#todayistandup is a new series of selfies by attempt survivors on Instagram, thanks to Dese’Rae Stage of Live Through This. Dozens so far. Who’s next? And now …
This week’s essay is by Melanie Gibson. “I am a 43-year-old mom, wife of a soldier, homemaker, athlete and a suicide attempt survivor,” she writes. “I have served my country as a soldier and been a real estate agent, a barista and a single mom. A suicide attempt is what I did, but it is not who I am.”
In life it is not just about who we are, where we’ve been and what we’ve done, but more about the people who come into our lives to help shape us. They come in, and we can be changed for the better. One of my favorite musicals, “Wicked,” put it like this:
I’ve heard it said
That people come into our lives for a reason
Bringing something we must learn
And we are led
To those who help us most to grow
If we let them
And we help them in return
Well, I don’t know if I believe that’s true
But I know I’m who I am today
Because I knew you …
Before my suicide attempt in March 2011, I would consider myself friendly and outgoing. After that night, I did not allow myself to make friends, for fear they would learn my secret, that I had overdosed. At that point, it wasn’t that I had lived to tell my story, but that I had lived and was cloaked in shame.
I had grown up in a house where threats of suicide were commonplace. From my youth and into adulthood, there were always threats of “I’m going to the beach,” which I translated to mean she wanted to leave the house and her responsibilities, not to die. When my dad passed away in 1984, the threats increased, and it created a larger gap in our relationship. I moved away in 1988 to join the Army, start my own life and move away from the drama. After the Army, I came back home and became pregnant. In 1992, I had my son and remained a single parent until I married Doug in 2003.
One thing that had pushed me for years was not becoming like the person who had raised me. Overdosing that night, with the weight of my failures on my shoulders, I decided I would not just throw empty threats out again but end my hurt.
I had no idea the day I met Kerry that so many things would change. She became my friend first, and then my confidant. The day we met in Waikiki, we realized we both shared a love for “Wicked,” and we became fast friends. A few months later, I saw a post about her stepson having committed suicide, and that day would have been his 21st birthday. She was going to do an American Foundation for Suicide Prevention walk here on Oahu. I had no idea what that would entail, but I felt an even closer bond to her when I read that, thinking maybe this person can understand me, maybe she is in my life for a bigger reason. So I decided to do the walk, and when she was forming a committee, I signed up. The walk was one of the first steps in setting up an AFSP chapter on the Hawaiian Islands.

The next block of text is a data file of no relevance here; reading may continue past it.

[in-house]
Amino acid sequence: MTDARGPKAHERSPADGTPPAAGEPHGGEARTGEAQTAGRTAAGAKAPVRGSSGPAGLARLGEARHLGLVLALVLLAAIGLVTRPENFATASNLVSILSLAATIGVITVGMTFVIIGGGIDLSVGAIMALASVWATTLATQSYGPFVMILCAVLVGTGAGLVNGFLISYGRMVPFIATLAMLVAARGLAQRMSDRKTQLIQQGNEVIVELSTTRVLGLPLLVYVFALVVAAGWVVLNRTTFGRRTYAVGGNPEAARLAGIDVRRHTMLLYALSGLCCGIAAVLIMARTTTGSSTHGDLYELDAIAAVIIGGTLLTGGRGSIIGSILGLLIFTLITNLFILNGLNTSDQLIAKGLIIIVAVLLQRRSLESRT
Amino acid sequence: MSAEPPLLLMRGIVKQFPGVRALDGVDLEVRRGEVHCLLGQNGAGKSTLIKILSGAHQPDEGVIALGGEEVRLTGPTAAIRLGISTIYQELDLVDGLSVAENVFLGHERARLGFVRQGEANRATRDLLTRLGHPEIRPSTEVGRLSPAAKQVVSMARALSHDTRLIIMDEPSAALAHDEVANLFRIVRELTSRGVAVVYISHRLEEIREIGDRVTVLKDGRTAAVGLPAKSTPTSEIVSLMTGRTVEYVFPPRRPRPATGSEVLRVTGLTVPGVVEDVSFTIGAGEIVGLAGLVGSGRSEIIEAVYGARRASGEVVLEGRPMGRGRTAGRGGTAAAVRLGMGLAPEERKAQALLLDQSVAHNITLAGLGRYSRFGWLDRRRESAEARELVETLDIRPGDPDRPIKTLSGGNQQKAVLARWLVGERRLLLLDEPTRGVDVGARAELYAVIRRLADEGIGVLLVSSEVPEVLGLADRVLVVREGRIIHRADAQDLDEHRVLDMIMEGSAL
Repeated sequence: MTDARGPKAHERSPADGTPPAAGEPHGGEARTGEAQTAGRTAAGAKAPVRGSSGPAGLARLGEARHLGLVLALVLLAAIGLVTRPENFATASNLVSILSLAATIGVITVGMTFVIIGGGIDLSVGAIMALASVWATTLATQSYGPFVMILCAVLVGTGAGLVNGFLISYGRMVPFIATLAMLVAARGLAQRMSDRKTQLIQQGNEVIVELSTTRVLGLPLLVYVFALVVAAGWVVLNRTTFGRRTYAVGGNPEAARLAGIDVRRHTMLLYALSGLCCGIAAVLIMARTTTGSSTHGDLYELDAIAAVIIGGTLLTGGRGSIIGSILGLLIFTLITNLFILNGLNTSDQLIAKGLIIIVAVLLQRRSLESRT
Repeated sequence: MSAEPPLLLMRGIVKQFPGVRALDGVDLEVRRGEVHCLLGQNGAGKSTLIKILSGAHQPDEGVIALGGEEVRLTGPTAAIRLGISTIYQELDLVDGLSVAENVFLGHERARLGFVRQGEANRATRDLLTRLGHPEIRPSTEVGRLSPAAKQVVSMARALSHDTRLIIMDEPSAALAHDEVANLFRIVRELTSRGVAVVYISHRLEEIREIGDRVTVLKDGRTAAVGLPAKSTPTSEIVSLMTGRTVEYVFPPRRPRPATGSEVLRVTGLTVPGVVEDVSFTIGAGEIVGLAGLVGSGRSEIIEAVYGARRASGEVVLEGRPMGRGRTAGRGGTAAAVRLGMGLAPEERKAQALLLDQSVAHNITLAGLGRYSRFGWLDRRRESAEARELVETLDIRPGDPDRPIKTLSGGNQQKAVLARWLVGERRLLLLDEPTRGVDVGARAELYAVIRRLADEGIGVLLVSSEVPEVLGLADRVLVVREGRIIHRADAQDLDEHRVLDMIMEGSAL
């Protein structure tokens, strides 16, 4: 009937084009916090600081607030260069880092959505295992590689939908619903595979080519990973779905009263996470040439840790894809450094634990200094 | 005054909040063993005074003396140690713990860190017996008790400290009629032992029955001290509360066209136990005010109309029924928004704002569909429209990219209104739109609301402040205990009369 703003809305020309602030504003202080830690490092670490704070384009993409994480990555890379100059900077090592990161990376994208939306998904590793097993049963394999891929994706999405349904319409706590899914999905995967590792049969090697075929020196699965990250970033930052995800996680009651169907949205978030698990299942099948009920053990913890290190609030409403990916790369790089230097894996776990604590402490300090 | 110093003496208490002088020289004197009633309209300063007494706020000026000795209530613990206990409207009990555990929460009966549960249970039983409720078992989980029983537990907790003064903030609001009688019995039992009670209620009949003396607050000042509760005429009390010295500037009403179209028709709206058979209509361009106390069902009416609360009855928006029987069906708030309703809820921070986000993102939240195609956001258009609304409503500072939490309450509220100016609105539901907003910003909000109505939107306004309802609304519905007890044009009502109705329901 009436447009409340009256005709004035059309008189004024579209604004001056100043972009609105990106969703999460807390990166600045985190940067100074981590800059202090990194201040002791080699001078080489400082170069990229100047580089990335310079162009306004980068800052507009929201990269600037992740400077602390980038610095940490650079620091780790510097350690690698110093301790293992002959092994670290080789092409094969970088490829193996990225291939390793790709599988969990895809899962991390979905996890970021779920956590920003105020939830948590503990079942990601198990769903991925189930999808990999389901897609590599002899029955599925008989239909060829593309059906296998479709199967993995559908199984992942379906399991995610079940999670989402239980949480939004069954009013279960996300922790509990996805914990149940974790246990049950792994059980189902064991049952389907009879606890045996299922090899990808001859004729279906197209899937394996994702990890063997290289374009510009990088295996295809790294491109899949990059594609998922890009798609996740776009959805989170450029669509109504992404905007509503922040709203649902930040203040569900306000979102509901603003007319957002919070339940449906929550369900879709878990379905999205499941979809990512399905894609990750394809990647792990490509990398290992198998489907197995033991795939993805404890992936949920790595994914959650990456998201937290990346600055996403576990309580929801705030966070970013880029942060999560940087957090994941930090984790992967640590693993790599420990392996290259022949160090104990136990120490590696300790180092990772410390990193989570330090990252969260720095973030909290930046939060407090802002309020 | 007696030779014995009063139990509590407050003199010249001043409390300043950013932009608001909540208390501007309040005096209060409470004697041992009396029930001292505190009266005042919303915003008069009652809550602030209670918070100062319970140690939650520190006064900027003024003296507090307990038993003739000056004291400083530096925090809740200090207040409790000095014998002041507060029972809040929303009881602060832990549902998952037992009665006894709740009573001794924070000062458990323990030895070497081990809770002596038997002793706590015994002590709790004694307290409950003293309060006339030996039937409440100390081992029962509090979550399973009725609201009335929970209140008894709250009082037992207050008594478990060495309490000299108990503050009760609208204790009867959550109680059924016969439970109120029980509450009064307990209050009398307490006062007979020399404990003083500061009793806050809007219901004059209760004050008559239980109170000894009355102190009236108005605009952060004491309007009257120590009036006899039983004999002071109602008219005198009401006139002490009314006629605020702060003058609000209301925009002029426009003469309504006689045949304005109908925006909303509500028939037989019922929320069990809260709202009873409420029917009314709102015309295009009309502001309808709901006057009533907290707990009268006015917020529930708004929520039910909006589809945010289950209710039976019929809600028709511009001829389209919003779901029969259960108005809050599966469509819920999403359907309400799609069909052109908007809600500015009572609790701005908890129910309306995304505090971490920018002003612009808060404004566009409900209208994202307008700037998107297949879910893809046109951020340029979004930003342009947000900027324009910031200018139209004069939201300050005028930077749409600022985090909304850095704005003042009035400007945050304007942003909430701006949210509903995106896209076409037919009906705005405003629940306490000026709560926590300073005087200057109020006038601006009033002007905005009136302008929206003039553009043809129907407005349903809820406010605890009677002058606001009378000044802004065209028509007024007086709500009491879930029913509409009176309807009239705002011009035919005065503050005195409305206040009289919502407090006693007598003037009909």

I sent Kerry a text and shared with her about my overdose. Doug and I had gone out to dinner, and I remember sitting at the Dixie Grill and wondering if I could hit the “send” button. I finally did send it, and she assured me that if I needed to or wanted to share my story, she would be by my side. I postponed meeting with her a few times out of fear, but eventually I sat down with her and shared my story. Kerry and her husband, Boz, were the first new friends I had felt okay to open up to about my suicide attempt.
The gravity of sharing such a dark secret was not something that I was taking for granted. Every part of me wanted to get up and run from the table. For me, I had so much shame from overdosing, not just for me, but for my husband. If his coworkers found out, how would he be judged? Furthermore, if his chain of command found out that I had attempted to take my life, how would that affect him? The military lifestyle is like living in a small town. Everyone knows your business, but some things can hurt your career, not just your feelings.
Although my husband’s command is still not aware of the circumstances, I’m no longer afraid to share my story or my struggles. Suicide is not a stranger to service members.
From the moment I first shared with Kerry what I had done, she has only shown love and support. I recall at one point, with tears in my eyes, Boz got up from the table, and I could see Kerry displeased, like, “What is this man doing?” He went to get me a box of tissues. In that moment, I knew her first concern was for me to feel accepted, loved and supported.
I think that finding a support system or friend after a suicide attempt is paramount to healing. One thing I know for certain is that having met her, allowing myself to be open to sharing my story, knowing I have a friend to hold my hand as I walk through this new chapter, I know I have found a friend for life.
I feel she has brought so much into my life over the last six months, and I struggle with the weight of being able to repay a debt so enormous. To have the freedom to unburden my soul seems like a priceless gift that cannot be repaid, but I think she sees her payment in my growth. I hope she will always know that I would do the same for her anytime. She certainly has left her handprint on my heart, and I am changed for the better.
Although I know she has seen the changes in me, I don’t know if I can ever express in words just what her friendship means to me. Having spent nearly three years after my overdose isolating myself, to have someone like Kerry come along and let me know its gonna be okay, and that she’ll be with me in this journey, is priceless. Kerry has helped me grow.
To my beautiful friend, inside and out …
Because I knew you … I have been changed for good …